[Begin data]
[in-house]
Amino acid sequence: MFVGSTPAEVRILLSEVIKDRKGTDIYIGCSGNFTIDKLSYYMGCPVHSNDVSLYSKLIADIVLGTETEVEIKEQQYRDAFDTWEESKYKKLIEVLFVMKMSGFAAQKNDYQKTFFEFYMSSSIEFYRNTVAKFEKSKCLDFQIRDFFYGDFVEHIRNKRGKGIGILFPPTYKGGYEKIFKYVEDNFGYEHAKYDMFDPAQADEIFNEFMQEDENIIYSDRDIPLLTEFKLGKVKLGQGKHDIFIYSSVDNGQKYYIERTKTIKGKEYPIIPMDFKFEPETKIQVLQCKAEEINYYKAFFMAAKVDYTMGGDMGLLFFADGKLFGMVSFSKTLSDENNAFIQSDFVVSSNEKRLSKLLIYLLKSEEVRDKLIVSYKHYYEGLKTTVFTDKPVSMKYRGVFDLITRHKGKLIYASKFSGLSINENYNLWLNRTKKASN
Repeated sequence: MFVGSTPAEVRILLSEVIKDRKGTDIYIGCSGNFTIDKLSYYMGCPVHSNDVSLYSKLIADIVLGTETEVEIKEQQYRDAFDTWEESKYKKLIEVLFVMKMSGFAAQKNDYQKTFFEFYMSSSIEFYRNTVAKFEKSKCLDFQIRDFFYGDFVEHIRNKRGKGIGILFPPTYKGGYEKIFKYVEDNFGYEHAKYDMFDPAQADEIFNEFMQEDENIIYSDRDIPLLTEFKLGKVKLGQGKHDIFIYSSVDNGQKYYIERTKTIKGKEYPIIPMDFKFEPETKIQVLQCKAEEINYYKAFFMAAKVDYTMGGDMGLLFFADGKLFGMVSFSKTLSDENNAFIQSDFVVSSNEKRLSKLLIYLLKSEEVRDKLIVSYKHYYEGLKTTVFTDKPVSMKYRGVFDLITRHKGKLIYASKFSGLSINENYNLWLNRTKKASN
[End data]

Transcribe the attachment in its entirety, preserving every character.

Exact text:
[in-house]
Amino acid sequence: MFVGSTPAEVRILLSEVIKDRKGTDIYIGCSGNFTIDKLSYYMGCPVHSNDVSLYSKLIADIVLGTETEVEIKEQQYRDAFDTWEESKYKKLIEVLFVMKMSGFAAQKNDYQKTFFEFYMSSSIEFYRNTVAKFEKSKCLDFQIRDFFYGDFVEHIRNKRGKGIGILFPPTYKGGYEKIFKYVEDNFGYEHAKYDMFDPAQADEIFNEFMQEDENIIYSDRDIPLLTEFKLGKVKLGQGKHDIFIYSSVDNGQKYYIERTKTIKGKEYPIIPMDFKFEPETKIQVLQCKAEEINYYKAFFMAAKVDYTMGGDMGLLFFADGKLFGMVSFSKTLSDENNAFIQSDFVVSSNEKRLSKLLIYLLKSEEVRDKLIVSYKHYYEGLKTTVFTDKPVSMKYRGVFDLITRHKGKLIYASKFSGLSINENYNLWLNRTKKASN
Repeated sequence: MFVGSTPAEVRILLSEVIKDRKGTDIYIGCSGNFTIDKLSYYMGCPVHSNDVSLYSKLIADIVLGTETEVEIKEQQYRDAFDTWEESKYKKLIEVLFVMKMSGFAAQKNDYQKTFFEFYMSSSIEFYRNTVAKFEKSKCLDFQIRDFFYGDFVEHIRNKRGKGIGILFPPTYKGGYEKIFKYVEDNFGYEHAKYDMFDPAQADEIFNEFMQEDENIIYSDRDIPLLTEFKLGKVKLGQGKHDIFIYSSVDNGQKYYIERTKTIKGKEYPIIPMDFKFEPETKIQVLQCKAEEINYYKAFFMAAKVDYTMGGDMGLLFFADGKLFGMVSFSKTLSDENNAFIQSDFVVSSNEKRLSKLLIYLLKSEEVRDKLIVSYKHYYEGLKTTVFTDKPVSMKYRGVFDLITRHKGKLIYASKFSGLSINENYNLWLNRTKKASN